When businesses are not even "turning dollars" they cannot pay back their loans.  Retailers, manufacturers and commodities suppliers will begin defaulting on bank loans within 30 days.  When enough of them default, it begins taking-out banks.  As banks begin to fail, others will run to their banks to withdraw money for fear THEIR bank will fail too; and therein starts "bank runs."

In the meantime, stock values plummet and people's life savings in retirement accounts, 401-k's, IRA's and the like, get wiped out of existence.

We are literally standing at the edge of an abyss.  It appears we are about to go over that cliff . . .

To view the actual (real-time) movement of ships worldwide, and view the EMPTY North Atlantic, Click Here

World's Richest Lose $194 Billion In First Trading Week of 2016

January 8, 2016 — 10:59 PM GMT
The world’s 400 richest people lost almost $194 billion this week as world stock markets began the year with a shudder on poor economic data in China and falling oil prices.

Forty-seven billionaires lost $1 billion or more during the worst week for U.S. stocks since 2011, according to the Bloomberg Billionaires Index. The combined drop was almost seven times the $29 billion lost in the first five trading days of 2015. The 400 people on the index had a combined $3.7 trillion at the end of the week, compared with more than $4 trillion a year ago. founder Jeff Bezos, the best-performing billionaire in 2015, lost the most, his fortune dropping $5.9 billion this week as shares of the world’s largest online retailer fell more than 10 percent. Bezos is the world’s fourth-richest person with $53.7 billion and more than doubled his net worth in 2015 as investors cheered profits at Amazon.

The world’s richest person, Bill Gates, fell $4.5 billion to $79.2 billion, while Spain’s Amancio Ortega, the second-richest, dropped $3.4 billion to $69.5 billion.

The combined loss among the billionaires represents a 4.9 percent dip in their total wealth, according to the index, a slightly better performance than world equity markets so far this year. Global stocks tumbled 6.2 percent for the week, according to the MSCI ACWI Index.

Taking stock of an awful trading week on Wall Street

Published: Jan 8, 2016 6:02 p.m. ET

The global stock markets lost $2.3 trillion in market cap this week. How does that signal for the rest of year?

The market meltdown in China reverberated across the globe in a week that punished U.S. stocks with major benchmarks recording their worst weekly performances in years.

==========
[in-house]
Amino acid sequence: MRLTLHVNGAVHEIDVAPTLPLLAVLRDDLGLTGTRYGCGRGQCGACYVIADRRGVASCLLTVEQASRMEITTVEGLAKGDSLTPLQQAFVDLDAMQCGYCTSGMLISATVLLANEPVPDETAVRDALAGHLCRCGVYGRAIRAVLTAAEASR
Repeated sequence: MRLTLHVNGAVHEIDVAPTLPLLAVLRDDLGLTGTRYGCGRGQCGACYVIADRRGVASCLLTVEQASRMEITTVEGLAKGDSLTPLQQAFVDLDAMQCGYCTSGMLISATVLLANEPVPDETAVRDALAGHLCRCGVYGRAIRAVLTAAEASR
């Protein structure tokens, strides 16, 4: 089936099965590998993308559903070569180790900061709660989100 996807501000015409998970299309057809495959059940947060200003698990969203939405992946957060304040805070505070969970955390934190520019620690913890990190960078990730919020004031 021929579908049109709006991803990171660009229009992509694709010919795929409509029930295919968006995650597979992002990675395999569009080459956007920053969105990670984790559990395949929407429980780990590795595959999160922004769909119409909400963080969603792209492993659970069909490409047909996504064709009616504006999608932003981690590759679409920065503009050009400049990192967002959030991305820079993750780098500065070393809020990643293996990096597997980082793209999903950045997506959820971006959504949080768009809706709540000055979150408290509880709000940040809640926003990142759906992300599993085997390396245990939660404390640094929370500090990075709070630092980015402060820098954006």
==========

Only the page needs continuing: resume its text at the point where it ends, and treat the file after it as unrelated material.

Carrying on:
Even after China’s Shanghai stock market recovered Friday to gain 2%, the U.S. market remained volatile with the S&P 500 posting its worst opening week ever.

And there could be more turbulence ahead as history indicates that the trading in the first week of a new year could influence the direction of the market for the remaining 51 weeks.

“For the S&P 500—the first 5 trading day of the new year has predicted the direction of the full year 68% of the time,” according to the WSJ Market Data Group.

The correlation is 66% for the Dow Jones Industrial Average DJIA, -1.02%

However, investors will be heartened to know that the predictive power of the first week of trading tends to be more relevant when the market is going up rather than down. In fact, during years when the market is down, the first week’s performance as an indicator is no better than 50/50, according to Wall Street Journal data.

Here is how miserable 2016 has been so far.

•The S&P 500 SPX, -1.08%  posted a weekly loss of 6% to close at 1,922.03 and the Dow Jones Industrial Average dropped 6.2% to 16,346.45. It was the worst week for stocks on a percentage basis since Sept. 23 2011.

•China’s Shanghai Composite Index SHCOMP, +1.97%  sank 10% to 3186.41 while the Hang Seng Index HSI, +0.59%  fell 6.7% to 20,453.71, both recording their biggest one-week decline since Aug. 21.

•Japan’s Nikkei 225 Index NIK, -0.39%  shed 7% to 17,697.96, its worst weekly percentage drop since Sept. 4. The index fell five out of the past six weeks.

•The Stoxx Europe 600 SXXP, -1.49%  skidded 6.7%, its steepest weekly fall since early August 2011.

Altogether, the global stock markets lost $2.3 trillion in market cap in the first four days of 2016, according Michael Hartnett, chief investment strategist at Bank of America Merrill Lynch. Some $12 billion in funds fled U.S. equities, the largest in 17 weeks, he said. Tech-focused funds were the most severely hit, with $600 million exiting, the biggest in 19 weeks.